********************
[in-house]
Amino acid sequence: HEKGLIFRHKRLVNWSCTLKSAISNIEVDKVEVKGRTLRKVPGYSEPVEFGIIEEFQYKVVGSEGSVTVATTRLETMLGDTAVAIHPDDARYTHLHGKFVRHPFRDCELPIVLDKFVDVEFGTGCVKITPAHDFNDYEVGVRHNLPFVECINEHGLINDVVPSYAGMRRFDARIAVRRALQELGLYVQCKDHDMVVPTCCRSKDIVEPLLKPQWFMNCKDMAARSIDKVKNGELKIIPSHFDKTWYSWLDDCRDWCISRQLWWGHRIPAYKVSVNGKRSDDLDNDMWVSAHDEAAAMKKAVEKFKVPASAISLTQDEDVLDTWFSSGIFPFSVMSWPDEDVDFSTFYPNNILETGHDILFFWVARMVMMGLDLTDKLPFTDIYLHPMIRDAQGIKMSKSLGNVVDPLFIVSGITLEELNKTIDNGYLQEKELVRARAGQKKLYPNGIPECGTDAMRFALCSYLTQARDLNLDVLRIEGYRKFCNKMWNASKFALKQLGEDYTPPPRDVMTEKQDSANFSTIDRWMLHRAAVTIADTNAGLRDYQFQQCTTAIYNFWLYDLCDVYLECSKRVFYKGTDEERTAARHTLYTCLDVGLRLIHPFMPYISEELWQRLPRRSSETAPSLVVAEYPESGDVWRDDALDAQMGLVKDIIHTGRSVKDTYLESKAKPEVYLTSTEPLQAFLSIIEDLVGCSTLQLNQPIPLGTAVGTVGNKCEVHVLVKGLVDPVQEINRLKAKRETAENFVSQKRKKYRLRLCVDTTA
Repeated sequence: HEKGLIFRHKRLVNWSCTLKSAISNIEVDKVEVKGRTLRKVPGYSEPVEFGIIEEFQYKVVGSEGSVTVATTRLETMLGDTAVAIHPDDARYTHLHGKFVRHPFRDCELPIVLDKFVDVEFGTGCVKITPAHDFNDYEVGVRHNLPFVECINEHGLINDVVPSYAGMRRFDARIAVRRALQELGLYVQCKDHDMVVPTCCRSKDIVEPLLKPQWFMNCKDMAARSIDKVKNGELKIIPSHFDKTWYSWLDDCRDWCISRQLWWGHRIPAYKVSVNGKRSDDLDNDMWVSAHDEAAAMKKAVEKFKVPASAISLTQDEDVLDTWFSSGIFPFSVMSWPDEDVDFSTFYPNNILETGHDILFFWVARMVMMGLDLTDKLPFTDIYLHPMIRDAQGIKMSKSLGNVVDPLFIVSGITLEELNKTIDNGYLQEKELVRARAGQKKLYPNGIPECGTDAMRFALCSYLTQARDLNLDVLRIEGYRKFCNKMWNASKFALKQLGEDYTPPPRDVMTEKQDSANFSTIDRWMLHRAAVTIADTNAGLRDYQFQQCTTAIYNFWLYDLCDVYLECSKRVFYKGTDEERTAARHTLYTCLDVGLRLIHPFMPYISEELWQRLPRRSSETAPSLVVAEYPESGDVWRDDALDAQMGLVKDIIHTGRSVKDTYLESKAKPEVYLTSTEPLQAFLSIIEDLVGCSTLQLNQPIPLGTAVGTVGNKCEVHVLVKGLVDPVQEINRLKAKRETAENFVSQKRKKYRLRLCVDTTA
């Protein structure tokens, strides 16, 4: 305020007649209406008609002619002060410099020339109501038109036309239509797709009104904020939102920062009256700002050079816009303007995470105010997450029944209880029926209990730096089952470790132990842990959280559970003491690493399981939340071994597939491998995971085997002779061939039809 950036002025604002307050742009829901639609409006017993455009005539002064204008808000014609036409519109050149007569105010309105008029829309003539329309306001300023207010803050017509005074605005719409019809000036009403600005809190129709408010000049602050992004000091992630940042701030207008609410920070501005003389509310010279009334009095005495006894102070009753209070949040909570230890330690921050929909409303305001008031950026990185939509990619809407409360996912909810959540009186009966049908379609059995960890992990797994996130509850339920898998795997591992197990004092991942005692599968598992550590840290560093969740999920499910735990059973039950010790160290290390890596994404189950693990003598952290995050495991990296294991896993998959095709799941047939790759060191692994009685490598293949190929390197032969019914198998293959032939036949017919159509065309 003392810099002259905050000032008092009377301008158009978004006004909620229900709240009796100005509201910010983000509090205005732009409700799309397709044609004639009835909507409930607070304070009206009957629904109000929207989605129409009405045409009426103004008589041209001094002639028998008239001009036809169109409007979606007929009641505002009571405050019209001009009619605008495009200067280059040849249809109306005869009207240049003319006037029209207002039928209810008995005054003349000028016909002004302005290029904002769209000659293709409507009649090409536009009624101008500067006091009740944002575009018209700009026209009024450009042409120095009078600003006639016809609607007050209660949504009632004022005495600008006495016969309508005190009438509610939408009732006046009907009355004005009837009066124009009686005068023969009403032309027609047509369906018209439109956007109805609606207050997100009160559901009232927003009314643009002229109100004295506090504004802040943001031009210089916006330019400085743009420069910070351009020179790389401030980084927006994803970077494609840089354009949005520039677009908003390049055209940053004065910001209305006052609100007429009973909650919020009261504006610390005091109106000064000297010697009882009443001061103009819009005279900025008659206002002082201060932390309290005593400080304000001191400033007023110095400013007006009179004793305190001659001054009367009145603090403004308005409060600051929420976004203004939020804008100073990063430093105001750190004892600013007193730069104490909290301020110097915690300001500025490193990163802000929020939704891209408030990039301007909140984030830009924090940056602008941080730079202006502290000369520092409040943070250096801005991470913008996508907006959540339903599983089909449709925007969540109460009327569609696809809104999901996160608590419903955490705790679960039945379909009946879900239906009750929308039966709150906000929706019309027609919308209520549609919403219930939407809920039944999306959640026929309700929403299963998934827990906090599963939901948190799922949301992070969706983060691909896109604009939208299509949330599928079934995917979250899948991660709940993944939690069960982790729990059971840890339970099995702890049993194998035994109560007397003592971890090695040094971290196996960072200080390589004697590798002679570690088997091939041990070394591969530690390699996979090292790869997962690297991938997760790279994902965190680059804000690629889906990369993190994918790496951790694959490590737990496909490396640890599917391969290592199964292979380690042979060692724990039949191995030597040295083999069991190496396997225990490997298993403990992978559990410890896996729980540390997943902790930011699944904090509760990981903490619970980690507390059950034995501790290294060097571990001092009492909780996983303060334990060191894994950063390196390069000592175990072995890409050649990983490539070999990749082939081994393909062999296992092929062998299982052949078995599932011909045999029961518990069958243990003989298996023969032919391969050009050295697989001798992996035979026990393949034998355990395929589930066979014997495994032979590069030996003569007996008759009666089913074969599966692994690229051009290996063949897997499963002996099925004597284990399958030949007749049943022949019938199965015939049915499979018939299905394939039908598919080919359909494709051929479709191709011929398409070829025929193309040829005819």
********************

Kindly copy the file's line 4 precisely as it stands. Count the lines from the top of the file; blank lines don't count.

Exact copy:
């Protein structure tokens, strides 16, 4: 305020007649209406008609002619002060410099020339109501038109036309239509797709009104904020939102920062009256700002050079816009303007995470105010997450029944209880029926209990730096089952470790132990842990959280559970003491690493399981939340071994597939491998995971085997002779061939039809 950036002025604002307050742009829901639609409006017993455009005539002064204008808000014609036409519109050149007569105010309105008029829309003539329309306001300023207010803050017509005074605005719409019809000036009403600005809190129709408010000049602050992004000091992630940042701030207008609410920070501005003389509310010279009334009095005495006894102070009753209070949040909570230890330690921050929909409303305001008031950026990185939509990619809407409360996912909810959540009186009966049908379609059995960890992990797994996130509850339920898998795997591992197990004092991942005692599968598992550590840290560093969740999920499910735990059973039950010790160290290390890596994404189950693990003598952290995050495991990296294991896993998959095709799941047939790759060191692994009685490598293949190929390197032969019914198998293959032939036949017919159509065309 003392810099002259905050000032008092009377301008158009978004006004909620229900709240009796100005509201910010983000509090205005732009409700799309397709044609004639009835909507409930607070304070009206009957629904109000929207989605129409009405045409009426103004008589041209001094002639028998008239001009036809169109409007979606007929009641505002009571405050019209001009009619605008495009200067280059040849249809109306005869009207240049003319006037029209207002039928209810008995005054003349000028016909002004302005290029904002769209000659293709409507009649090409536009009624101008500067006091009740944002575009018209700009026209009024450009042409120095009078600003006639016809609607007050209660949504009632004022005495600008006495016969309508005190009438509610939408009732006046009907009355004005009837009066124009009686005068023969009403032309027609047509369906018209439109956007109805609606207050997100009160559901009232927003009314643009002229109100004295506090504004802040943001031009210089916006330019400085743009420069910070351009020179790389401030980084927006994803970077494609840089354009949005520039677009908003390049055209940053004065910001209305006052609100007429009973909650919020009261504006610390005091109106000064000297010697009882009443001061103009819009005279900025008659206002002082201060932390309290005593400080304000001191400033007023110095400013007006009179004793305190001659001054009367009145603090403004308005409060600051929420976004203004939020804008100073990063430093105001750190004892600013007193730069104490909290301020110097915690300001500025490193990163802000929020939704891209408030990039301007909140984030830009924090940056602008941080730079202006502290000369520092409040943070250096801005991470913008996508907006959540339903599983089909449709925007969540109460009327569609696809809104999901996160608590419903955490705790679960039945379909009946879900239906009750929308039966709150906000929706019309027609919308209520549609919403219930939407809920039944999306959640026929309700929403299963998934827990906090599963939901948190799922949301992070969706983060691909896109604009939208299509949330599928079934995917979250899948991660709940993944939690069960982790729990059971840890339970099995702890049993194998035994109560007397003592971890090695040094971290196996960072200080390589004697590798002679570690088997091939041990070394591969530690390699996979090292790869997962690297991938997760790279994902965190680059804000690629889906990369993190994918790496951790694959490590737990496909490396640890599917391969290592199964292979380690042979060692724990039949191995030597040295083999069991190496396997225990490997298993403990992978559990410890896996729980540390997943902790930011699944904090509760990981903490619970980690507390059950034995501790290294060097571990001092009492909780996983303060334990060191894994950063390196390069000592175990072995890409050649990983490539070999990749082939081994393909062999296992092929062998299982052949078995599932011909045999029961518990069958243990003989298996023969032919391969050009050295697989001798992996035979026990393949034998355990395929589930066979014997495994032979590069030996003569007996008759009666089913074969599966692994690229051009290996063949897997499963002996099925004597284990399958030949007749049943022949019938199965015939049915499979018939299905394939039908598919080919359909494709051929479709191709011929398409070829025929193309040829005819």